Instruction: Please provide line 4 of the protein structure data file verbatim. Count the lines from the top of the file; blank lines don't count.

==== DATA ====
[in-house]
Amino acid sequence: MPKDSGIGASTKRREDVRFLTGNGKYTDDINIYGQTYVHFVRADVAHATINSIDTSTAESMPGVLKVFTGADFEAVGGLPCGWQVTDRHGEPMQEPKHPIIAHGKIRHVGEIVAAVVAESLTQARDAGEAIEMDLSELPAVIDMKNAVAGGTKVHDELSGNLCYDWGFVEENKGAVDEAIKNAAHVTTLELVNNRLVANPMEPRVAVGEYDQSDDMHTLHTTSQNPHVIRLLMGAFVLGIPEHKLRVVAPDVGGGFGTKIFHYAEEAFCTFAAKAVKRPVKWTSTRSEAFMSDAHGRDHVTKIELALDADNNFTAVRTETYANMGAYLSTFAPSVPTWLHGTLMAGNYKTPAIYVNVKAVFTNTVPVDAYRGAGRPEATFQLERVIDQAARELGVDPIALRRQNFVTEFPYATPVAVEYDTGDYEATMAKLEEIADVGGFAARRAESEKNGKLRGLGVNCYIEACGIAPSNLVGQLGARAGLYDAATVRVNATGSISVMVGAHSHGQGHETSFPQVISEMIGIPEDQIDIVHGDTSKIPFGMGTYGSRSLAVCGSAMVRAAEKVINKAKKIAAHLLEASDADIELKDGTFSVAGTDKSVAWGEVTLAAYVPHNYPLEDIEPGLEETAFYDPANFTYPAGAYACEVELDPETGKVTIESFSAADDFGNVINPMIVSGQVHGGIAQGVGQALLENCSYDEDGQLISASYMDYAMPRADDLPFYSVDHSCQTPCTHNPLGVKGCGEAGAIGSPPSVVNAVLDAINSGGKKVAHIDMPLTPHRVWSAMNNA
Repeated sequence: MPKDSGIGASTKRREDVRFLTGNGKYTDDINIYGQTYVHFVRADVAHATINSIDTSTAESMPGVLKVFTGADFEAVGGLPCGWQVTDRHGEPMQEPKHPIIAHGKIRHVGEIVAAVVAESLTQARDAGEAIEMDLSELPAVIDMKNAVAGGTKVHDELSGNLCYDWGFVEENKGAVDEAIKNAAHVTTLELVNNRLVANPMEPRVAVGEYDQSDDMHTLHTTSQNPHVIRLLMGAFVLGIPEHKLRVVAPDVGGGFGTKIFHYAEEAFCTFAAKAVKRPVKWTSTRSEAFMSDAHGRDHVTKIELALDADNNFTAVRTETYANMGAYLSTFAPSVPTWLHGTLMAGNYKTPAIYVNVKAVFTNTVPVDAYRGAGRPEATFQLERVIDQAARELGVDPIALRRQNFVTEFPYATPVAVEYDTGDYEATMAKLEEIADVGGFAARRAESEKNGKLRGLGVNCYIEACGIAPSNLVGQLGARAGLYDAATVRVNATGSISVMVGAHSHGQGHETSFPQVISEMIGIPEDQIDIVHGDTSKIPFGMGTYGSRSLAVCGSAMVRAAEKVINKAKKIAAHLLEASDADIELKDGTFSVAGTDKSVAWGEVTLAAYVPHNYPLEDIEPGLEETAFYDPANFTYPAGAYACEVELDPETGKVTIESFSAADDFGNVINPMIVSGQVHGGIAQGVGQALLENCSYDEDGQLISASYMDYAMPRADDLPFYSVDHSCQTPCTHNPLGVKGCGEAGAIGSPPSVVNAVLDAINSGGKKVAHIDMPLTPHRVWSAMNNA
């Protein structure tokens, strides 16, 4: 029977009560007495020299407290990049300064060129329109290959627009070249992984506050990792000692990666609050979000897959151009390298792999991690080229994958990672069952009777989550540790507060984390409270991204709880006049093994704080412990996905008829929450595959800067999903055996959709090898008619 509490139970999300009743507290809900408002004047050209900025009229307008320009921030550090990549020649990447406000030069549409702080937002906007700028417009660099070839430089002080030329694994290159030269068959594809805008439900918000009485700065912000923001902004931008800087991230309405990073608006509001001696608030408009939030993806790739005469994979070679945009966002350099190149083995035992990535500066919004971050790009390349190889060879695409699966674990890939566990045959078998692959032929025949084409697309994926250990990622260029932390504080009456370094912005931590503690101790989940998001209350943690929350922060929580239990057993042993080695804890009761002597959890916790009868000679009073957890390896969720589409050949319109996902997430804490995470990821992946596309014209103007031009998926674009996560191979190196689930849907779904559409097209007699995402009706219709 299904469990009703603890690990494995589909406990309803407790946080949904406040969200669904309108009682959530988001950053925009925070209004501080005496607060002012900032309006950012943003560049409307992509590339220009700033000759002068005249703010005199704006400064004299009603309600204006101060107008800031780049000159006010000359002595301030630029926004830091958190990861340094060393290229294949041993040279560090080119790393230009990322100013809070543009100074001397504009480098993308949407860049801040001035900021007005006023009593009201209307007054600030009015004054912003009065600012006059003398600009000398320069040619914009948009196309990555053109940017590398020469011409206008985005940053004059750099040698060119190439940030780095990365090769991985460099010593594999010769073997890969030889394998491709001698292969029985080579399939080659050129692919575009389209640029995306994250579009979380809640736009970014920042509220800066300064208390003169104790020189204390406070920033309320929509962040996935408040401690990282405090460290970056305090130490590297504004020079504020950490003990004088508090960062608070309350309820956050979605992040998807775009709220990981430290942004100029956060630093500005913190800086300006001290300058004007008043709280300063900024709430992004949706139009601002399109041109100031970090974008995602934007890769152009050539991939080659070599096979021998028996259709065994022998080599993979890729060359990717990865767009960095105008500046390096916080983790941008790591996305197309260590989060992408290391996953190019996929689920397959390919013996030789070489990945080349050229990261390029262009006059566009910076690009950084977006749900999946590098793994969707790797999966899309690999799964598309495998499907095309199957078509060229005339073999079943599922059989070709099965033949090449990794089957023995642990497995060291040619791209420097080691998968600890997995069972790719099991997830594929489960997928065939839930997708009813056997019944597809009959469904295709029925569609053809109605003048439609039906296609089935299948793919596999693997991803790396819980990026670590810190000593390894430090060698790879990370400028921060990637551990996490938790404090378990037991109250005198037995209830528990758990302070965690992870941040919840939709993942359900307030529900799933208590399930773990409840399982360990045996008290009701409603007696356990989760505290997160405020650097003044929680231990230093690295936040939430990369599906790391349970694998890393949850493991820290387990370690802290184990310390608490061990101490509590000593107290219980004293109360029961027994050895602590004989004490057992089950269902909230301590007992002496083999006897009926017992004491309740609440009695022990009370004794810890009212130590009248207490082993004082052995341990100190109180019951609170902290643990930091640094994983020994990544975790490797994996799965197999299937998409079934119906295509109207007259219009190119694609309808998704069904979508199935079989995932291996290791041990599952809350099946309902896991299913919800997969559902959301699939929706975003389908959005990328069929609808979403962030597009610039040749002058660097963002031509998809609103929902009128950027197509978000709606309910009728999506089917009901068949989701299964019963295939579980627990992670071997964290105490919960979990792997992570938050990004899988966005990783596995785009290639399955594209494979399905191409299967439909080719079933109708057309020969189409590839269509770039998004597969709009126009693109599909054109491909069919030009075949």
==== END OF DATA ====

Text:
């Protein structure tokens, strides 16, 4: 029977009560007495020299407290990049300064060129329109290959627009070249992984506050990792000692990666609050979000897959151009390298792999991690080229994958990672069952009777989550540790507060984390409270991204709880006049093994704080412990996905008829929450595959800067999903055996959709090898008619 509490139970999300009743507290809900408002004047050209900025009229307008320009921030550090990549020649990447406000030069549409702080937002906007700028417009660099070839430089002080030329694994290159030269068959594809805008439900918000009485700065912000923001902004931008800087991230309405990073608006509001001696608030408009939030993806790739005469994979070679945009966002350099190149083995035992990535500066919004971050790009390349190889060879695409699966674990890939566990045959078998692959032929025949084409697309994926250990990622260029932390504080009456370094912005931590503690101790989940998001209350943690929350922060929580239990057993042993080695804890009761002597959890916790009868000679009073957890390896969720589409050949319109996902997430804490995470990821992946596309014209103007031009998926674009996560191979190196689930849907779904559409097209007699995402009706219709 299904469990009703603890690990494995589909406990309803407790946080949904406040969200669904309108009682959530988001950053925009925070209004501080005496607060002012900032309006950012943003560049409307992509590339220009700033000759002068005249703010005199704006400064004299009603309600204006101060107008800031780049000159006010000359002595301030630029926004830091958190990861340094060393290229294949041993040279560090080119790393230009990322100013809070543009100074001397504009480098993308949407860049801040001035900021007005006023009593009201209307007054600030009015004054912003009065600012006059003398600009000398320069040619914009948009196309990555053109940017590398020469011409206008985005940053004059750099040698060119190439940030780095990365090769991985460099010593594999010769073997890969030889394998491709001698292969029985080579399939080659050129692919575009389209640029995306994250579009979380809640736009970014920042509220800066300064208390003169104790020189204390406070920033309320929509962040996935408040401690990282405090460290970056305090130490590297504004020079504020950490003990004088508090960062608070309350309820956050979605992040998807775009709220990981430290942004100029956060630093500005913190800086300006001290300058004007008043709280300063900024709430992004949706139009601002399109041109100031970090974008995602934007890769152009050539991939080659070599096979021998028996259709065994022998080599993979890729060359990717990865767009960095105008500046390096916080983790941008790591996305197309260590989060992408290391996953190019996929689920397959390919013996030789070489990945080349050229990261390029262009006059566009910076690009950084977006749900999946590098793994969707790797999966899309690999799964598309495998499907095309199957078509060229005339073999079943599922059989070709099965033949090449990794089957023995642990497995060291040619791209420097080691998968600890997995069972790719099991997830594929489960997928065939839930997708009813056997019944597809009959469904295709029925569609053809109605003048439609039906296609089935299948793919596999693997991803790396819980990026670590810190000593390894430090060698790879990370400028921060990637551990996490938790404090378990037991109250005198037995209830528990758990302070965690992870941040919840939709993942359900307030529900799933208590399930773990409840399982360990045996008290009701409603007696356990989760505290997160405020650097003044929680231990230093690295936040939430990369599906790391349970694998890393949850493991820290387990370690802290184990310390608490061990101490509590000593107290219980004293109360029961027994050895602590004989004490057992089950269902909230301590007992002496083999006897009926017992004491309740609440009695022990009370004794810890009212130590009248207490082993004082052995341990100190109180019951609170902290643990930091640094994983020994990544975790490797994996799965197999299937998409079934119906295509109207007259219009190119694609309808998704069904979508199935079989995932291996290791041990599952809350099946309902896991299913919800997969559902959301699939929706975003389908959005990328069929609808979403962030597009610039040749002058660097963002031509998809609103929902009128950027197509978000709606309910009728999506089917009901068949989701299964019963295939579980627990992670071997964290105490919960979990792997992570938050990004899988966005990783596995785009290639399955594209494979399905191409299967439909080719079933109708057309020969189409590839269509770039998004597969709009126009693109599909054109491909069919030009075949």